The Bible was the Most Cited Source of the American Founding Era

By AHEF and  Angela E. Kamrath – May-11-2018

The Bible had a definite influence on the American Revolution and on the founding of our nation.  During the revolutionary era, colonists debated fiercely over whether revolution was acceptable according to the Bible.  While some colonists opposed revolution as unbiblical, many colonists supported it as biblical.  Those who supported revolution were often called “patriots” or “Whigs” after the pro-reform political party in England.  Many patriot revolutionary leaders, congressional delegates, founders, clergy and ministers, and other colonists spoke and wrote in support of the cause of liberty from the Bible—educating, uniting, and mobilizing Americans for the cause and its principles.

In confirmation of this point, a groundbreaking study by Donald S. Lutz, as discussed in his 1988 The Origins of American Constitutionalism, shows that the Bible was the most frequently cited source in the political literature of 1760-1805 that influenced American political thought.  This literature included both secular writings and ministers’ sermons.  The secular European thinkers that Lutz found to be most influential to American political thought and writings were Charles de Montesquieu, John Locke, and William Blackstone.  These thinkers all cited or drew from the Bible and/or a God-centered, Judeo-Christian worldview.  Due to the frequency of biblical citations, Lutz observes,

When reading comprehensively in the political literature of the war years, one cannot but be struck by the extent to which biblical sources used by ministers and traditional Whigs undergirded the justification for the break with Britain, the rationale for continuing the war, and the basic principles of Americans’ writing their own constitutions.

The frequent use of the Bible in the public and private writings of the Founding era reveals the Bible’s strong cultural influence in society during that time.  Americans’ frequent references to the Bible in public discourse, asserts Daniel L. Dreisbach in his 2011 essay “The Bible in the Political Rhetoric of the American Founding” in Politics and Religion, “reveals as much about the Bible’s place in the hearts and minds of their audiences as it does about them.”  The Bible, he points out, was the lingua franca of the late 1700s, the “most authoritative, accessible, and familiar literary text in America.”  Americans, Dreisbach elaborates, held a strong spiritual and moral belief in the Bible and viewed this book as relevant to all areas of life and society.  They saw in the Bible a God who cares about mankind and human events, and they searched this book to understand how God might be involved in their nation’s development.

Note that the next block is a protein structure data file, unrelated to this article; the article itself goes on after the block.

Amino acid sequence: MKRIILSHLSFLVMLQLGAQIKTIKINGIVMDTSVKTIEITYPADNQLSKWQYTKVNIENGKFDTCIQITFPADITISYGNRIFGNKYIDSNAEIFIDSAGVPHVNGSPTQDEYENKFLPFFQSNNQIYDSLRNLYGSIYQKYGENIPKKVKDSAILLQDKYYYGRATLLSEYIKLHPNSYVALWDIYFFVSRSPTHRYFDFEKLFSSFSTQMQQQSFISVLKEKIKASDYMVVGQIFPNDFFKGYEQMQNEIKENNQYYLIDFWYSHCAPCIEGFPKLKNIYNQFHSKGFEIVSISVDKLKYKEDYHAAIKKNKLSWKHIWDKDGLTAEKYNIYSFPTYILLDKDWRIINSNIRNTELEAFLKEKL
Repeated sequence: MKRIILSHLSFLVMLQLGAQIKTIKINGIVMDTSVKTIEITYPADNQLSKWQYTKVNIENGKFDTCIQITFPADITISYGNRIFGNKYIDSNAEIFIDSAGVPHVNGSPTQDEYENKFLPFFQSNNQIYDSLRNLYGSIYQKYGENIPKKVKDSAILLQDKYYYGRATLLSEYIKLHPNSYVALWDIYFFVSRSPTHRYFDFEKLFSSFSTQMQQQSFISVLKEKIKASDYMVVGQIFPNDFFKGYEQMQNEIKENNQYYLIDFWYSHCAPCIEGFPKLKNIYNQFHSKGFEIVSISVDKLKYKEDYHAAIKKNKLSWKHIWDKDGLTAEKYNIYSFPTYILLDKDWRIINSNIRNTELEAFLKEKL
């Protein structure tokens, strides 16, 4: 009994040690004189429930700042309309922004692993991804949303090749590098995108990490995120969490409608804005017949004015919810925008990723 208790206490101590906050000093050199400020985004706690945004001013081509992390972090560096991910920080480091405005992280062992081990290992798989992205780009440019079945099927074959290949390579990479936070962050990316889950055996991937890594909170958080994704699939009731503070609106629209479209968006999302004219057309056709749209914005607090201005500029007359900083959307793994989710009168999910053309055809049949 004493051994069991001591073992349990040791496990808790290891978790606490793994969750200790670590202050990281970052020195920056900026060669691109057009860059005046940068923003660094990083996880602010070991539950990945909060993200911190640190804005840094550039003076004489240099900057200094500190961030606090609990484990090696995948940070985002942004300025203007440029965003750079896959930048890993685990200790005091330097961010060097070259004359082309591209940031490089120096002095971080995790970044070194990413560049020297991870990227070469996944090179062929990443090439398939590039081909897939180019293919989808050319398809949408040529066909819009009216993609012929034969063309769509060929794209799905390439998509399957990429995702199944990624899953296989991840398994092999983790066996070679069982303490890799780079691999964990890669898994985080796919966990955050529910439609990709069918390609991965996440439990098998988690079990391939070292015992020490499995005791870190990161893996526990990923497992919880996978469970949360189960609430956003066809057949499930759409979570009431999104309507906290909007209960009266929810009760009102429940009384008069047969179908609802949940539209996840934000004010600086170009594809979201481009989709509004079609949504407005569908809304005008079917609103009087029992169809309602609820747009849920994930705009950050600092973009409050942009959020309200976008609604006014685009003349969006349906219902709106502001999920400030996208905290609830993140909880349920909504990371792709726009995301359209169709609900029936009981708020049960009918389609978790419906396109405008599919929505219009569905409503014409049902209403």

Thus, in addition to Whig revolutionary political thought and other influences, the Bible and religion were, as confirmed by statistical and contextual research, a significant influence—if not the most important influence—on the American Revolution and the new nation.  The fact that the Bible was intensively debated and discussed among Founding-era Americans reveals its importance to and influence on the revolutionary generation and the revolution itself.  Moreover, it reveals that Americans, after the revolution, looked to the Bible more than any other source for guidance on the founding, formation, and structure of our new nation, the United States of America.

Contributed by AHEF and Angela E. Kamrath.


Lutz, Donald S.  The Origins of American Constitutionalism.  Baton Rouge, LA:  Louisiana State U Press, 1988.
Dreisbach, Daniel L.  “The Bible in the Political Rhetoric of the American Founding.”  Politics and Religion 4, issue 3 (Dec 2011):  401-427.
Kamrath, Angela E.  The Miracle of America:  The Influence of the Bible on the Founding History and Principles of the United States of America for a People of Every Belief.  Second Edition.  Houston, TX:  American Heritage Education Foundation, 2014, 2015.

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